+raw numbers in bytes, without the 'B' suffix
+print human friendly numbers, base 1024, this is the default
+print human friendly numbers, base 1000
+select the 1024 base for the following options, according to the IEC standard
+select the 1000 base for the following options, according to the SI standard
+show sizes in KiB, or kB with --si
+show sizes in MiB, or MB with --si
+show sizes in GiB, or GB with --si
+show sizes in TiB, or TB with --si
+If conflicting options are passed, the last one takes precedence.
+Assume we've created a filesystem on a block device '/dev/sda' with profile
+'single/single' (data/metadata), the device size is 50GiB and we've used the
+whole device for the filesystem. The mount point is '/mnt'.
+The amount of data stored is 16GiB, metadata have allocated 2GiB.
+==== ADD NEW DEVICE ====
+We want to increase the total size of the filesystem and keep the profiles. The
+size of the new device '/dev/sdb' is 100GiB.
+ $ btrfs device add /dev/sdb /mnt
+The amount of free data space increases by less than 100GiB, some space is
+allocated for metadata.
+==== CONVERT TO RAID1 ====
+Now we want to increase the redundancy level of both data and metadata, but
+we'll do that in steps. Note, that the device sizes are not equal and we'll use
+that to show the capabilities of split data/metadata and independent profiles.
+The constraint for RAID1 gives us at most 50GiB of usable space and exactly 2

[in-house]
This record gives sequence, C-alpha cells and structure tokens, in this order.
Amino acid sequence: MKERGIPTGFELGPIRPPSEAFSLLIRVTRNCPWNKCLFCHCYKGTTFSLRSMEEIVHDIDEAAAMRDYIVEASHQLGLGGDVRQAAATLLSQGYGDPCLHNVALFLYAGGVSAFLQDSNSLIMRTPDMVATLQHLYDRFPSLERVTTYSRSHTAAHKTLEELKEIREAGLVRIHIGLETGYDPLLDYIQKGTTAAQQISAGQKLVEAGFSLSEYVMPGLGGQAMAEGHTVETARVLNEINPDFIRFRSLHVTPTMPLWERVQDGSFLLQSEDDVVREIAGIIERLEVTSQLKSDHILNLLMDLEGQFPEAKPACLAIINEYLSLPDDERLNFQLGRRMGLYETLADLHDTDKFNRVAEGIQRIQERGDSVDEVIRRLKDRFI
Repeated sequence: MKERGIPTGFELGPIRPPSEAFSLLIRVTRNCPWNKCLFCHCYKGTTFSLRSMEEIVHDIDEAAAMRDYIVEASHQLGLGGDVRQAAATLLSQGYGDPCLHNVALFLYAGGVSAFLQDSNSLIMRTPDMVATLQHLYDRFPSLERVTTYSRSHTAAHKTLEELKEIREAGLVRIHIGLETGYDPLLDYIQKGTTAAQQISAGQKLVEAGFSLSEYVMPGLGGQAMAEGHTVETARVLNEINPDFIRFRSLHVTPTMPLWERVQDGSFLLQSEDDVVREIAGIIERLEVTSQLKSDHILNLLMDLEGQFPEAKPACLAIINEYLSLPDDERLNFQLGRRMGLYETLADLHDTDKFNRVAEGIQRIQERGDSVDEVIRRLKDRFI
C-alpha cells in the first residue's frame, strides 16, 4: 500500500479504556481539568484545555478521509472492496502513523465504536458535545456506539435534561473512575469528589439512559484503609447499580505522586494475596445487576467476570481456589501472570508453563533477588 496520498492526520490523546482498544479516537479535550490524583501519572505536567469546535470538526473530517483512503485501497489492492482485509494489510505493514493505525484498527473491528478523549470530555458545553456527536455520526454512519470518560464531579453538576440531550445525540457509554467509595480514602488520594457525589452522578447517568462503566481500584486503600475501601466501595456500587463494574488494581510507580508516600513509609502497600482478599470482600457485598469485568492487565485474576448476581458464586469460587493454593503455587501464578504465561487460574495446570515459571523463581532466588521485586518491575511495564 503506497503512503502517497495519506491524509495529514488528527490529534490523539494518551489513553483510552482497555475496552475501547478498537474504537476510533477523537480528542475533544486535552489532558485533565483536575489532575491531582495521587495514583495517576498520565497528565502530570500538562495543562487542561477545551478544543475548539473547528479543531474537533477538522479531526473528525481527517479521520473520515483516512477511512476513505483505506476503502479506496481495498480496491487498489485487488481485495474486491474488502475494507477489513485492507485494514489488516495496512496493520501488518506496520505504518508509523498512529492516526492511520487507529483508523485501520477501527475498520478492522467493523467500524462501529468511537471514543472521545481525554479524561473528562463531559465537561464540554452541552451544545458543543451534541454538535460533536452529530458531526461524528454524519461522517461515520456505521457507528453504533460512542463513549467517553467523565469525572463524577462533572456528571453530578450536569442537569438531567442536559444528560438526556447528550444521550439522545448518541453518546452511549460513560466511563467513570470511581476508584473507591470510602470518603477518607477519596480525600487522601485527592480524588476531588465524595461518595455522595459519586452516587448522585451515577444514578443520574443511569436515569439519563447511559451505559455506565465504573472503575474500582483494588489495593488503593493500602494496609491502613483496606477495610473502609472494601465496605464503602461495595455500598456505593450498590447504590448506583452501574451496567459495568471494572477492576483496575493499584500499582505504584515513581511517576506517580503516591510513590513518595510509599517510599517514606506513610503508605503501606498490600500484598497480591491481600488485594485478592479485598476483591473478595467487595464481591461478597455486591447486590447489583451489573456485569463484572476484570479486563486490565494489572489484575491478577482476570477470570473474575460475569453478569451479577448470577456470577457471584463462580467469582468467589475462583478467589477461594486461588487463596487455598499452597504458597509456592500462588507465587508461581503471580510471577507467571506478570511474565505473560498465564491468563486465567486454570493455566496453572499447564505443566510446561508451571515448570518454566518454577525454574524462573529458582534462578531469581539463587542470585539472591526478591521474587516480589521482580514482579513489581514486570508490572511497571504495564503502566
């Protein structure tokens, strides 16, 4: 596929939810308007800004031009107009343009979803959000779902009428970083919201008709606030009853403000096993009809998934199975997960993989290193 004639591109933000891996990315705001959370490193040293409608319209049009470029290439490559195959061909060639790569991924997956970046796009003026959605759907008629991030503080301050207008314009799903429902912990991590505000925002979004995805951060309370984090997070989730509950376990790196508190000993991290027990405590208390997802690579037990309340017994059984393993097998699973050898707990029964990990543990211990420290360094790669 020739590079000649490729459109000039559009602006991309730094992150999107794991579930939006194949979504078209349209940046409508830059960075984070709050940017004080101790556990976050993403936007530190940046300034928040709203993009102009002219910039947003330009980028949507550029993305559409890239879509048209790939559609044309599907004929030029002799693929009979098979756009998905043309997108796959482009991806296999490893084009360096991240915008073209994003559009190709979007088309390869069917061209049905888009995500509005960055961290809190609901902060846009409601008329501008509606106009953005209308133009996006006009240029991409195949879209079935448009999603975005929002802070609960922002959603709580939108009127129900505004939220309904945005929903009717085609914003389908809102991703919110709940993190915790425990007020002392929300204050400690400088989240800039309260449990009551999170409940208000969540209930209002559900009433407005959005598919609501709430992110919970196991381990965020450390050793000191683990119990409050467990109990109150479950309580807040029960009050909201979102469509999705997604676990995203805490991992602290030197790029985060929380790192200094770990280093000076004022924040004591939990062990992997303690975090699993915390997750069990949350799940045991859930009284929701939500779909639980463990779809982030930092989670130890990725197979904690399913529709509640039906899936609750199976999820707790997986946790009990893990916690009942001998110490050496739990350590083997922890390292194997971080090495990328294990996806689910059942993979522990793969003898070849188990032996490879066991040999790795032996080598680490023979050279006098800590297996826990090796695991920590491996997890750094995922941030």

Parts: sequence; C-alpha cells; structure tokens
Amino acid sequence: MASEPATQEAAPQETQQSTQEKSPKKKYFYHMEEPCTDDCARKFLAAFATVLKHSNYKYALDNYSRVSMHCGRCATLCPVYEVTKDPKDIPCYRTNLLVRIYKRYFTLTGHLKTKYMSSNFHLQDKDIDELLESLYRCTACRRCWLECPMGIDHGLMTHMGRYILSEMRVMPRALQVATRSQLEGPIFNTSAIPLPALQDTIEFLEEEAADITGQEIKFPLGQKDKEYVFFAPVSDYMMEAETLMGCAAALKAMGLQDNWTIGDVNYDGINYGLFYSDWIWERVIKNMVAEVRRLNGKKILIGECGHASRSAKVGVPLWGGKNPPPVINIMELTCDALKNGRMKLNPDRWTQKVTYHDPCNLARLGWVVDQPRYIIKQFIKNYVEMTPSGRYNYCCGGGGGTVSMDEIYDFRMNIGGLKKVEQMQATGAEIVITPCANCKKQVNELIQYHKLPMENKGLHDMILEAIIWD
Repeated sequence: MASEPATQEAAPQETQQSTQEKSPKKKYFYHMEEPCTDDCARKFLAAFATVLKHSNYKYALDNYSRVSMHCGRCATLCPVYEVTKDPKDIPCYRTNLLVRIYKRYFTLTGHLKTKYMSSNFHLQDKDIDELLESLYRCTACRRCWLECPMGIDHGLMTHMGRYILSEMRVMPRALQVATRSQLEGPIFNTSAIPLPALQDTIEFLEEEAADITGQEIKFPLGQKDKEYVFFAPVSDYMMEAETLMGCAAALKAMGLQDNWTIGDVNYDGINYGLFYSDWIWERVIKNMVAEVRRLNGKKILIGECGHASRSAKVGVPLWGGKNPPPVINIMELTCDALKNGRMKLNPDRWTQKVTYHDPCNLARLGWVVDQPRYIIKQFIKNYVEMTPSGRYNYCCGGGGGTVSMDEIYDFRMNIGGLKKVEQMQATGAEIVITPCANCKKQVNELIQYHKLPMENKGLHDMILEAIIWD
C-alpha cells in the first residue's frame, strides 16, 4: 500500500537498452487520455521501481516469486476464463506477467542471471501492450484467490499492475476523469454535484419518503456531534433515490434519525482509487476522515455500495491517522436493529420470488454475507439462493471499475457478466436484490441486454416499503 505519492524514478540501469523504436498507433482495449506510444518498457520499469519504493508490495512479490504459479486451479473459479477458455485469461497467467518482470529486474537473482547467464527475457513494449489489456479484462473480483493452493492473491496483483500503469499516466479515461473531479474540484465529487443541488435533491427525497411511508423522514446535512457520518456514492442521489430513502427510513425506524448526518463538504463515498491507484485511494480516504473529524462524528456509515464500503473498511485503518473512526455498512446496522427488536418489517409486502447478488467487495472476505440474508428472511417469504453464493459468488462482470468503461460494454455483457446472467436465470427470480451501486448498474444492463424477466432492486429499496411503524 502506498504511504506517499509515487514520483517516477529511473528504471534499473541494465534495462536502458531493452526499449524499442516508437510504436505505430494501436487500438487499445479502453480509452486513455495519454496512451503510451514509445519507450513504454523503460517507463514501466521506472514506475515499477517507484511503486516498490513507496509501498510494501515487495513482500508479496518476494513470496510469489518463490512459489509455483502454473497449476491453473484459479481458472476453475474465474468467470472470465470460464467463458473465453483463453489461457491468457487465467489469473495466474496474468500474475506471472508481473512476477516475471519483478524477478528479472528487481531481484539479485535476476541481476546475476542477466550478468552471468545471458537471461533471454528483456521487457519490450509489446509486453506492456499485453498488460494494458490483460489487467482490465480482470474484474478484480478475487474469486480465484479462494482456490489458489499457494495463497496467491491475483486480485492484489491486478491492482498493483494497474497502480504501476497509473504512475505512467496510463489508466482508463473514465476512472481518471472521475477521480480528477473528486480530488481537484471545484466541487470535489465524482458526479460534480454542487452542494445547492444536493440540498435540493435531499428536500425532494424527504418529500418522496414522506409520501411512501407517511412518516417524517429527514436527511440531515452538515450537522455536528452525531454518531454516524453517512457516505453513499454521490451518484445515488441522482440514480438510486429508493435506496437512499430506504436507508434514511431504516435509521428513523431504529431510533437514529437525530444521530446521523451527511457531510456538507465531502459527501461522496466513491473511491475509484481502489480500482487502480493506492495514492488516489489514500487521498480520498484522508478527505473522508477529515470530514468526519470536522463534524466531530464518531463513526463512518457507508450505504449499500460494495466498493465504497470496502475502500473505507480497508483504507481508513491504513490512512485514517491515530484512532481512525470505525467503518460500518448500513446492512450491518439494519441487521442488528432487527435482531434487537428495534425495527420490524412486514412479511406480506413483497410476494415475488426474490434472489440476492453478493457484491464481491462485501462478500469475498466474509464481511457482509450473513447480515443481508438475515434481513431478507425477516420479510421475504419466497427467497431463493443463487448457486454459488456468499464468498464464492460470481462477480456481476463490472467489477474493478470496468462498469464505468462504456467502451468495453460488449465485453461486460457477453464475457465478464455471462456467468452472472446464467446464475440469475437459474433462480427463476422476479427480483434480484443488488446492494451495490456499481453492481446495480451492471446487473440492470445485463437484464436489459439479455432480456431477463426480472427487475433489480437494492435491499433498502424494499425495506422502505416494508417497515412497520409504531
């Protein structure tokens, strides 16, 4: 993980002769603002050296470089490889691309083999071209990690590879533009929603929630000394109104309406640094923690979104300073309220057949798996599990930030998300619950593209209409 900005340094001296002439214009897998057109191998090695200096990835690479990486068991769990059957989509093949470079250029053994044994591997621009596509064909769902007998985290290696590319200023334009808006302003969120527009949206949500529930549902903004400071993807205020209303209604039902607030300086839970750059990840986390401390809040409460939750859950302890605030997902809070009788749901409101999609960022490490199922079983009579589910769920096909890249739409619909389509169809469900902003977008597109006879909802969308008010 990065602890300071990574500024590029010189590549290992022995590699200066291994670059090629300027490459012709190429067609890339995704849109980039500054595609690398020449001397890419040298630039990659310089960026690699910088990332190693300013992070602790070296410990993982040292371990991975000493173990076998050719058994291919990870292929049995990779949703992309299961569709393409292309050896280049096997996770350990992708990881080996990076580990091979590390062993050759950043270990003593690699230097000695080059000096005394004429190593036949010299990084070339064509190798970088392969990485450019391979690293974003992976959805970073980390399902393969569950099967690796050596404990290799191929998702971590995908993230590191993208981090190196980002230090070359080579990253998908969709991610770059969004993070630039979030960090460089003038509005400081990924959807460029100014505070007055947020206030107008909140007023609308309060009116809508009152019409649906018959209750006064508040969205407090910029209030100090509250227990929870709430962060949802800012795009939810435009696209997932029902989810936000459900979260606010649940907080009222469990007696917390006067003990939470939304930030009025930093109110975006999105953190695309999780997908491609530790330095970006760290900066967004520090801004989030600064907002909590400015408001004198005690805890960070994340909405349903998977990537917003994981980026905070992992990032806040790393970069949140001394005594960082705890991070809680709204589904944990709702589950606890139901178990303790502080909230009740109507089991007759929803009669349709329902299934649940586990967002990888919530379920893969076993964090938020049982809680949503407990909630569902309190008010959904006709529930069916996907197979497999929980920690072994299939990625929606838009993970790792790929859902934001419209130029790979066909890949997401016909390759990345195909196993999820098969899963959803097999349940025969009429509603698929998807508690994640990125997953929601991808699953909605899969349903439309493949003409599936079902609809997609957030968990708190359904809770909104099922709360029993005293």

+copies will be stored on the devices.
+First we'll convert the metadata. As the metadata occupy less than 50GiB and
+there's enough workspace for the conversion process, we can do:
+ $ btrfs balance start -mconvert=raid1 /mnt
+This operation can take a while as the metadata have to be moved and all block
+pointers updated. Depending on the physical locations of the old and new
+blocks, the disk seeking is the key factor affecting performance.
+You'll note that the system block group has been also converted to RAID1, this
+normally happens as the system block group also holds metadata (the physical to
+logial mappings).
+What changed:
+* available data space decreased by 3GiB, usable rougly (50 - 3) + (100 - 3) = 144 GiB
+* metadata redundancy increased
+IOW, the unequal device sizes allow for combined space for data yet improved
+redundancy for metadata. If we decide to increase redundancy of data as well,
+we're going to lose 50GiB of the second device for obvious reasons.
+ $ btrfs balance start -dconvert=raid1 /mnt
+The balance process needs some workspace (ie. a free device space without any
+data or metadata block groups) so the command could fail if there's too much
+data or the block groups occupy the whole first device.
+The device size of '/dev/sdb' as seen by the filesystem remains unchanged, but
+the logical space from 50-100GiB will be unused.
+The device stats keep persistent record of several error classes related to
+doing IO. The current values are printed at mount time and updated during
+filesystem lifetime or from a scrub run.
+ $ btrfs device stats /dev/sda3
+ [/dev/sda3].write_io_errs 0
+ [/dev/sda3].read_io_errs 0
+ [/dev/sda3].flush_io_errs 0
+ [/dev/sda3].corruption_errs 0
+ [/dev/sda3].generation_errs 0
+Failed writes to the block devices, means that the layers beneath the
+filesystem were not able to satisfy the write request.
+Read request analogy to write_io_errs.
+Number of failed writes with the 'FLUSH' flag set. The flushing is a method of
+forcing a particular order between write requests and is crucial for
+implementing crash consistency. In case of btrfs, all the metadata blocks must
+be permanently stored on the block device before the superblock is written.
+A block checksum mismatched or a corrupted metadata header was found.
+The block generation does not match the expected value (eg. stored in the
+parent node).
+*btrfs device* returns a zero exit status if it succeeds. Non zero is
+returned in case of failure.
+*btrfs* is part of btrfs-progs.
+Please refer to the btrfs wiki for
+further details.